|I hope they don't break this site too.|
We all have our own stories that end with the same refrain. I'll spare you the details, except that after wasting several hours performing thankless committee work (but doing it well, I hasten to add), I'm now repeating said work at a lower level of quality. All thanks to our web development office losing the content I added to several web sites and generally making a hash out of the whole project.
Let's gather together and say with one voice:
Die IT, Die!
I hate it whenever I have to deal with any university office that has a hard time justifying its existence because all they ever seen to do is screw up or say, "no."ReplyDelete
The computing services department at the place where I used to teach was like that. Usually their answer was "There's nobody here who can help you," or sending someone who was completely clueless, only to hear them say: "I dunno."Delete
Of course, this was the place that went from a perfectly operating Unix system to Windoze.... Die, IT, die!
Of course I see the other side of the coin, especially given the proclivity of faculty to call our IT department and scream at them because Blackboard doesn't have some feature they want, or because they opened an attachment, edited it, and now cannot find it again, or because they cannot connect to a server for which they never asked for login credentials, or any number of user errors.ReplyDelete
I will add that if you rely on ITS or a Web host or any other person or entity, other than yourself, to save a backup copy of your precious Web content, you will lose your content. If it only happened this one time, be thankful and always keep a backup stored in a safe location (not your computer, not your Flash drive, but Google Drive is fine, or just e-mail it to yourself.)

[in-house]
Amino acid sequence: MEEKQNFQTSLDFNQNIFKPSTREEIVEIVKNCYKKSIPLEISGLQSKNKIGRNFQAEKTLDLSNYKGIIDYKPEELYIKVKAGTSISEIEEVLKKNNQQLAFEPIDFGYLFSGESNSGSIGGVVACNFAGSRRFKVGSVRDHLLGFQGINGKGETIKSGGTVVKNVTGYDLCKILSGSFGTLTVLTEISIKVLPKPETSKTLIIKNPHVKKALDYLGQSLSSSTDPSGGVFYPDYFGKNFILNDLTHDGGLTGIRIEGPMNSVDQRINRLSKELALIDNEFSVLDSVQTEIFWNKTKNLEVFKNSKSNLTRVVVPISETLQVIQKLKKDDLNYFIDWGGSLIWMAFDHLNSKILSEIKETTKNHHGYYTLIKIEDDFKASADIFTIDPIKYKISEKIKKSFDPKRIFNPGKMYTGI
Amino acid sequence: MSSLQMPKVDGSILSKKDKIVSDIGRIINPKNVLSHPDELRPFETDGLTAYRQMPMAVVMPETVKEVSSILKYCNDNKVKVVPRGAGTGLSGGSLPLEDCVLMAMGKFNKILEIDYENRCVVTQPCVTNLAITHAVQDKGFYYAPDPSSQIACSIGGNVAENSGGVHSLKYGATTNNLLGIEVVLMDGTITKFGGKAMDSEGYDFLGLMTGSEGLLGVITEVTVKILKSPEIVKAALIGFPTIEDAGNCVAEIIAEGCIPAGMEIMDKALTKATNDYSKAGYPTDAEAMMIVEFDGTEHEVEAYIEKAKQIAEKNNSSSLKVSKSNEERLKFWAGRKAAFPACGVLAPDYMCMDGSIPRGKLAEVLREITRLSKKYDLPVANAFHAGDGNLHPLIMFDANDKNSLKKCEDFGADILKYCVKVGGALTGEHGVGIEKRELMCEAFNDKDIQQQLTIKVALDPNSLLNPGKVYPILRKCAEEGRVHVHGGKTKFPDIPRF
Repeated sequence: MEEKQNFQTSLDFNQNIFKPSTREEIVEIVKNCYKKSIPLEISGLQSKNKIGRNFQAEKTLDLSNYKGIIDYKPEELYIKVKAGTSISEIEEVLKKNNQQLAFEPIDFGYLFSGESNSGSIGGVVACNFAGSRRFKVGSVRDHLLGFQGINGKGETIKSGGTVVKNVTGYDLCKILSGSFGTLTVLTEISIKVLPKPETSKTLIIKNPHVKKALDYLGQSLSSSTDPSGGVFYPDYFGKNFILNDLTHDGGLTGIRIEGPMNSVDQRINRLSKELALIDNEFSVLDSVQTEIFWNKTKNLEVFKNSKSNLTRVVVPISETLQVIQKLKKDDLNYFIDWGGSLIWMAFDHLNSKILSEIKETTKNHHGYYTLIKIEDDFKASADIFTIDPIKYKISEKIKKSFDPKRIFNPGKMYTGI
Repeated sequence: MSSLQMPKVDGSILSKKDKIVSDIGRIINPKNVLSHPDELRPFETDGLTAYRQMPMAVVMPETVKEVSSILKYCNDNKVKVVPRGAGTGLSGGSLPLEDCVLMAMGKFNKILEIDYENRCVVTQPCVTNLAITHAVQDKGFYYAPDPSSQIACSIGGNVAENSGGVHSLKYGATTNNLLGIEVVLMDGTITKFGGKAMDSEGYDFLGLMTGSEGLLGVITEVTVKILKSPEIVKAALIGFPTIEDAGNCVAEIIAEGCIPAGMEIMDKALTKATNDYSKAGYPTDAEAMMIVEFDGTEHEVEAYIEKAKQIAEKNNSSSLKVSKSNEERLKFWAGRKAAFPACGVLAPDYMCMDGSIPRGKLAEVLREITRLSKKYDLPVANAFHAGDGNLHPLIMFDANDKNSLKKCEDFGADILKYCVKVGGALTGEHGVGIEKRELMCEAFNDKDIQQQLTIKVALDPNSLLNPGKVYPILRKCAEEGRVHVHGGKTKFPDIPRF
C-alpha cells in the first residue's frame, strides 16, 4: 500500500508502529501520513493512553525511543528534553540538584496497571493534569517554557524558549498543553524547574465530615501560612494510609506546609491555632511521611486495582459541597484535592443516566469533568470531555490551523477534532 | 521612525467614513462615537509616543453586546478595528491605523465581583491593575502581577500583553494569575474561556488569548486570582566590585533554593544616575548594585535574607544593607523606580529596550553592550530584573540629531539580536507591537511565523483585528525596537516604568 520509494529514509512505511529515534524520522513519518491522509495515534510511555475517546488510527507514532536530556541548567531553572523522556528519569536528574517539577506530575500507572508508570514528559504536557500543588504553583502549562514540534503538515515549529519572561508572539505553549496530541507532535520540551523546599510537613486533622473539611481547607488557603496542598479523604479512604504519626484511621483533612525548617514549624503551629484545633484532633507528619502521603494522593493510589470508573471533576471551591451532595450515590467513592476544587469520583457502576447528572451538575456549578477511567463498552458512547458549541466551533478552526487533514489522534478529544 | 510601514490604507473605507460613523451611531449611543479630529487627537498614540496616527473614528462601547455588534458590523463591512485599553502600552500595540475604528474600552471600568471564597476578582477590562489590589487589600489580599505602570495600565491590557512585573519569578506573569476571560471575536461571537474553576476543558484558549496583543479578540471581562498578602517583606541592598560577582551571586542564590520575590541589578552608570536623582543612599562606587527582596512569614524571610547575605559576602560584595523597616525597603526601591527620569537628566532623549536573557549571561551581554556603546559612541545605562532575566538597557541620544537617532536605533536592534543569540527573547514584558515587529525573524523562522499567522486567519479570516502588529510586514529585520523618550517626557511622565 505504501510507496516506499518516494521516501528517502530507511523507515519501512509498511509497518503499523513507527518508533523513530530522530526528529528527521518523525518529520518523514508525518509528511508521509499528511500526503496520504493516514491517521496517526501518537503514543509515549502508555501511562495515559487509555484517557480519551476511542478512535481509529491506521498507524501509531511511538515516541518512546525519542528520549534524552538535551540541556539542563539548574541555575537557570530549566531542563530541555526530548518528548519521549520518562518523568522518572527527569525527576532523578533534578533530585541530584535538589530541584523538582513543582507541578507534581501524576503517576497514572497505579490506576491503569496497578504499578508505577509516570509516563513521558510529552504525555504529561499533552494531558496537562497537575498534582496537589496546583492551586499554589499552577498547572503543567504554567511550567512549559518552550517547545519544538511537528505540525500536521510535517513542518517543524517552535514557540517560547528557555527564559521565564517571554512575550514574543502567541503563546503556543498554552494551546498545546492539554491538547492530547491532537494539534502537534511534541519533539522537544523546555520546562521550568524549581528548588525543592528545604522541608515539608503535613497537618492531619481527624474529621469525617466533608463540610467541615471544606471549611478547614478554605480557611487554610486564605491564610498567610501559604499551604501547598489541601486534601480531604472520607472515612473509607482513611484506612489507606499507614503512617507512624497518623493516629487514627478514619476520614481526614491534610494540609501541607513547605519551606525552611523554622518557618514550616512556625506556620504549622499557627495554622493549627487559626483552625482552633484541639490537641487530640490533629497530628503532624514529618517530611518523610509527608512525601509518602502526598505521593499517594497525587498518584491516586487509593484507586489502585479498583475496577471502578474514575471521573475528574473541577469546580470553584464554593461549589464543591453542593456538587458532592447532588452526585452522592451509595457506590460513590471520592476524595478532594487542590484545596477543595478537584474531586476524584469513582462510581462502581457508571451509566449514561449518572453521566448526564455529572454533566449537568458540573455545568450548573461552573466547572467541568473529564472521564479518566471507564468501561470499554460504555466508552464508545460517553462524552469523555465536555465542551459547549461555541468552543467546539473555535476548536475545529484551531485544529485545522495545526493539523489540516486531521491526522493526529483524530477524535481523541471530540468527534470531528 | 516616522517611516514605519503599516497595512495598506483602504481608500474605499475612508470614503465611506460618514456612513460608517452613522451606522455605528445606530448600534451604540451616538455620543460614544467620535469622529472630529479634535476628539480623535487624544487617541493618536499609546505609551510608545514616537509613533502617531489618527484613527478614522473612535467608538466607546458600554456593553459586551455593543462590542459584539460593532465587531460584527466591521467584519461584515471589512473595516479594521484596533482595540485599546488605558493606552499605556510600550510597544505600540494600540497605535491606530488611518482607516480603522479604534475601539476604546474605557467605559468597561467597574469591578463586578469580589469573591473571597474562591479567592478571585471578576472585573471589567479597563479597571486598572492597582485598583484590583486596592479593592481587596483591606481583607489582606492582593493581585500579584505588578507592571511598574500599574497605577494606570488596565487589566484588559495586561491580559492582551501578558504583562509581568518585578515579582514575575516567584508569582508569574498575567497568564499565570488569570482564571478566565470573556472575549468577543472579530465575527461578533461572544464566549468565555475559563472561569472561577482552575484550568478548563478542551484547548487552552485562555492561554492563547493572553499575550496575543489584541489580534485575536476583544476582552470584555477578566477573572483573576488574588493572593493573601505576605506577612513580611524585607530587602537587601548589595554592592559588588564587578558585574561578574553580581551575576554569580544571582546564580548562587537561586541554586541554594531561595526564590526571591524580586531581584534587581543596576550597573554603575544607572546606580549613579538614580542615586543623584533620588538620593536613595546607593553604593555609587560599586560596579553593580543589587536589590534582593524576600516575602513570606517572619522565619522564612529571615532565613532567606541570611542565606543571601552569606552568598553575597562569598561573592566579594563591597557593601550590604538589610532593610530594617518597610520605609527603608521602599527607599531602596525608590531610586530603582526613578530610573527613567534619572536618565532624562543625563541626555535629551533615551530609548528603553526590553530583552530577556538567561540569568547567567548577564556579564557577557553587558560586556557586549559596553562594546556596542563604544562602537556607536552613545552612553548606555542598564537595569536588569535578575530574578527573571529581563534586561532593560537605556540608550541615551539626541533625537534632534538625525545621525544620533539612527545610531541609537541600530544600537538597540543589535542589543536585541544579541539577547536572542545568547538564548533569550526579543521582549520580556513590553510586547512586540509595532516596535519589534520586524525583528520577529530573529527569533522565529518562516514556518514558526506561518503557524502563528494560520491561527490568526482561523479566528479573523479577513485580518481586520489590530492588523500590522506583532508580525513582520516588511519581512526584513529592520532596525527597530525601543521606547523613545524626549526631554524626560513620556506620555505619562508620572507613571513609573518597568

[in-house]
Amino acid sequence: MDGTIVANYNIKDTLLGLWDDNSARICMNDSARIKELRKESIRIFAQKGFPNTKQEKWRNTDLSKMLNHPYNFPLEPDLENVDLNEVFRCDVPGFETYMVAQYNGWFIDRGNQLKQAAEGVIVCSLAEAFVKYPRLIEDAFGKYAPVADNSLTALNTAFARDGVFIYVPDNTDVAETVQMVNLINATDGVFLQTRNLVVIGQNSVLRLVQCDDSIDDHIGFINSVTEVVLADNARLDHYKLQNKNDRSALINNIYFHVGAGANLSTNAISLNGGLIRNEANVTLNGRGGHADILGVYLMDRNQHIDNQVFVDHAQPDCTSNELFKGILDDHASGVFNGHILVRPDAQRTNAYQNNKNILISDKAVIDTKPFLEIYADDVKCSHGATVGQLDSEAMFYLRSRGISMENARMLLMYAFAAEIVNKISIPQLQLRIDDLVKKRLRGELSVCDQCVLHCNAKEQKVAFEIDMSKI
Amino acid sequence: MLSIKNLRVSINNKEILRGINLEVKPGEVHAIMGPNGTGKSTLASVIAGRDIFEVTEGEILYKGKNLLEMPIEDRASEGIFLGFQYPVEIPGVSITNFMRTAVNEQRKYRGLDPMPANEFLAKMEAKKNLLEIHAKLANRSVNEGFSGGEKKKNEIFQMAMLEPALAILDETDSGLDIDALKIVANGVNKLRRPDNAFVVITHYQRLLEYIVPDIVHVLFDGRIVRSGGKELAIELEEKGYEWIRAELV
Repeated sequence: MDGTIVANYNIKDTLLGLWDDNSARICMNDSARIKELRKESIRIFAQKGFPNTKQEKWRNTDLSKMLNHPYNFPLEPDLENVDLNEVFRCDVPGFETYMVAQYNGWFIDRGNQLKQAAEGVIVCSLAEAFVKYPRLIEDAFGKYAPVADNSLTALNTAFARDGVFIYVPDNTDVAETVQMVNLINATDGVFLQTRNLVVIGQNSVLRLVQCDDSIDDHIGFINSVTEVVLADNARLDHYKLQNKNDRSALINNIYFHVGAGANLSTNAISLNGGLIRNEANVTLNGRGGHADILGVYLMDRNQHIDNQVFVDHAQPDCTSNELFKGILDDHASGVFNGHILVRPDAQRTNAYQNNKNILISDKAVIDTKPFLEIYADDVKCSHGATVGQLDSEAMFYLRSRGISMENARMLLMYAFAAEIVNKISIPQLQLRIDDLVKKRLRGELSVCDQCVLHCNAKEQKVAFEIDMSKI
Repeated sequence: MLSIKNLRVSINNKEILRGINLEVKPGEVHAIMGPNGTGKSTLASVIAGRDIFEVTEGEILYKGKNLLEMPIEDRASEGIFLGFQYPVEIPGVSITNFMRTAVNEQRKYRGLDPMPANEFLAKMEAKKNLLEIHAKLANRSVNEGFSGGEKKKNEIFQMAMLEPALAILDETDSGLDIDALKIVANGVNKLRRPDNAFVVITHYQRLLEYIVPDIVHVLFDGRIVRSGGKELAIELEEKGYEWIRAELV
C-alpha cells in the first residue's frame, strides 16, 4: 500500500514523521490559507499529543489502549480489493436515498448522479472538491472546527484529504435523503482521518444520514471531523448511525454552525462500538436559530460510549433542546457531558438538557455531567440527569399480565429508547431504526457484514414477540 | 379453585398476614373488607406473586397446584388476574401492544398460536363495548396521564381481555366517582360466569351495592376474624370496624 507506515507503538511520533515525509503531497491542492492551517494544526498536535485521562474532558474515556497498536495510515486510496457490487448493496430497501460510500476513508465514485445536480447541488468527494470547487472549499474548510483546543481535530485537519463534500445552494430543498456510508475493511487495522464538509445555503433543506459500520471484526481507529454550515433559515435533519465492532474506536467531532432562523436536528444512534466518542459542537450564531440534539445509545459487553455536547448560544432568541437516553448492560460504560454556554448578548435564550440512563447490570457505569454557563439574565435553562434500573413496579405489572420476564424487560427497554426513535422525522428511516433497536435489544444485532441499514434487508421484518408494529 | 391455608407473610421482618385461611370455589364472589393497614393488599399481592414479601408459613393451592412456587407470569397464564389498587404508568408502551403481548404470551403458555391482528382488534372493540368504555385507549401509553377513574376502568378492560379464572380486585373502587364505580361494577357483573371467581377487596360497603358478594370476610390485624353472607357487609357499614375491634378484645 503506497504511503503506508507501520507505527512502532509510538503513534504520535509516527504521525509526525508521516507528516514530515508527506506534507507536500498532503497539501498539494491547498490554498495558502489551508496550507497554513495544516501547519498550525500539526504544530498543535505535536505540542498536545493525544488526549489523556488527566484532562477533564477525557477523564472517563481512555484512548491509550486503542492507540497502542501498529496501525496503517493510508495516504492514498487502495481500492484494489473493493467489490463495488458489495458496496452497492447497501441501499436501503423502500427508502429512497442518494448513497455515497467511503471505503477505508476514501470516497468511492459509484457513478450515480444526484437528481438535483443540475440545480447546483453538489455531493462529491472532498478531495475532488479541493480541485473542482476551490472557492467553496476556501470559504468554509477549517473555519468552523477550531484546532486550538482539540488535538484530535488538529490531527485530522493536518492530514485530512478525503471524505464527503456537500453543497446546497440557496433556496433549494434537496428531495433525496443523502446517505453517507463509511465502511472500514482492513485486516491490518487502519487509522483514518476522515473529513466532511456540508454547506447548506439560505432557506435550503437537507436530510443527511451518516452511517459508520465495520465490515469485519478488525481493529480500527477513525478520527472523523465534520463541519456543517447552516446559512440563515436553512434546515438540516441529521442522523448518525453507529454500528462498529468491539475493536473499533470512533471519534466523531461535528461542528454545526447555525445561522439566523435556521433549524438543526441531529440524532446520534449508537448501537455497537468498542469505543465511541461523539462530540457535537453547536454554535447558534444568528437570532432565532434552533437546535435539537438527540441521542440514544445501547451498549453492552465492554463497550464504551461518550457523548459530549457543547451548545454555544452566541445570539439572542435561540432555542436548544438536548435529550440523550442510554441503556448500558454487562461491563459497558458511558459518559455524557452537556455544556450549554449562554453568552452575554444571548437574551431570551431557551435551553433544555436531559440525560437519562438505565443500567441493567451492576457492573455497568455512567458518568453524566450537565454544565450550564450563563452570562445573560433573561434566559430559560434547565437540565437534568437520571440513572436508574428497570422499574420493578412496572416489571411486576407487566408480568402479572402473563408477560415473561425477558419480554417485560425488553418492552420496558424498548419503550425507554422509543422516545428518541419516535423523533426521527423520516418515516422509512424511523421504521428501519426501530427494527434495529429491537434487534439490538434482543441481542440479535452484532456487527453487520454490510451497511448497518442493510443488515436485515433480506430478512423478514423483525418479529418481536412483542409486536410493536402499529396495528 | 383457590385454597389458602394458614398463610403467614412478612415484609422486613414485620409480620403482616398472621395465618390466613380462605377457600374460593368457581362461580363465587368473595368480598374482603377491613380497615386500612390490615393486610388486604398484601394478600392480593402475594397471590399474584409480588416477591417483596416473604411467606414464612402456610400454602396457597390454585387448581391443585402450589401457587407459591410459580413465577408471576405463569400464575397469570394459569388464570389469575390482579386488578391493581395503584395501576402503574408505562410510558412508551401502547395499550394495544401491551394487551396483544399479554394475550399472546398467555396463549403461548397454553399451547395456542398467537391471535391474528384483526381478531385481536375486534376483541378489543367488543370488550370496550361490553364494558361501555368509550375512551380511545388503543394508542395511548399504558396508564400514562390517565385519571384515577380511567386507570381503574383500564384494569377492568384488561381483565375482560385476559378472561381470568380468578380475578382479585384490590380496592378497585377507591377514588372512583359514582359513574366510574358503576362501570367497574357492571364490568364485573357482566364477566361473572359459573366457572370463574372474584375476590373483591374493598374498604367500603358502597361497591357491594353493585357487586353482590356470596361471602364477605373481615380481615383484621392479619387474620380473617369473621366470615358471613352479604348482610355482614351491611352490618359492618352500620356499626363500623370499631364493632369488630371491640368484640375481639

Even outside the real of IT, if documents, content, or other materials are important to you, then keep a copy. Stuff is lost all the time, and not just by IT. Don't allow a single point of failure. Back it up.
Yeah, that part is my fault. I didn't have a backup of the page content and their backup failed. There were other screw-ups that were completely out of my control, which I called them about, again and again and again. All the while, my dean is emailing me with "You told me that you updated that page last week but I don't see it. And this other page is all screwed up. Why did you do that?" As if it's all my fault.Delete
But, you're right. Back everything up. I have learned my lesson well. I'll get around to that next week. Probably.
If their backup failed, that's awful. Backing up the entire site is generally a standard part of IT protocol - its part of emergency preparation. Getting them to actually pull a tape (or whatever they store the backups on these days) so you can access the backup is not always easy, but they should have it somewhere.Delete
If there's any way to avoid being responsible for the Web site, I suggest avoiding it. It doesn't generally lead to any sort of gratitude for taking on extra work, just complaints if it isn't perfect. But I suppose you know that by now!
Our IT department announced a major upgrade and warned us to back up our files before the upgrade which was to take place on Friday, the 15th of October, this year. So I put the upgrade on my calendar for Friday, and figured I could do the backup on Wednesday. Fortunately, I back up regularly anyway, and do most of my writing at home, so I didn't lose much work. Apparently, they were using one of those new fangled binary calendars.ReplyDelete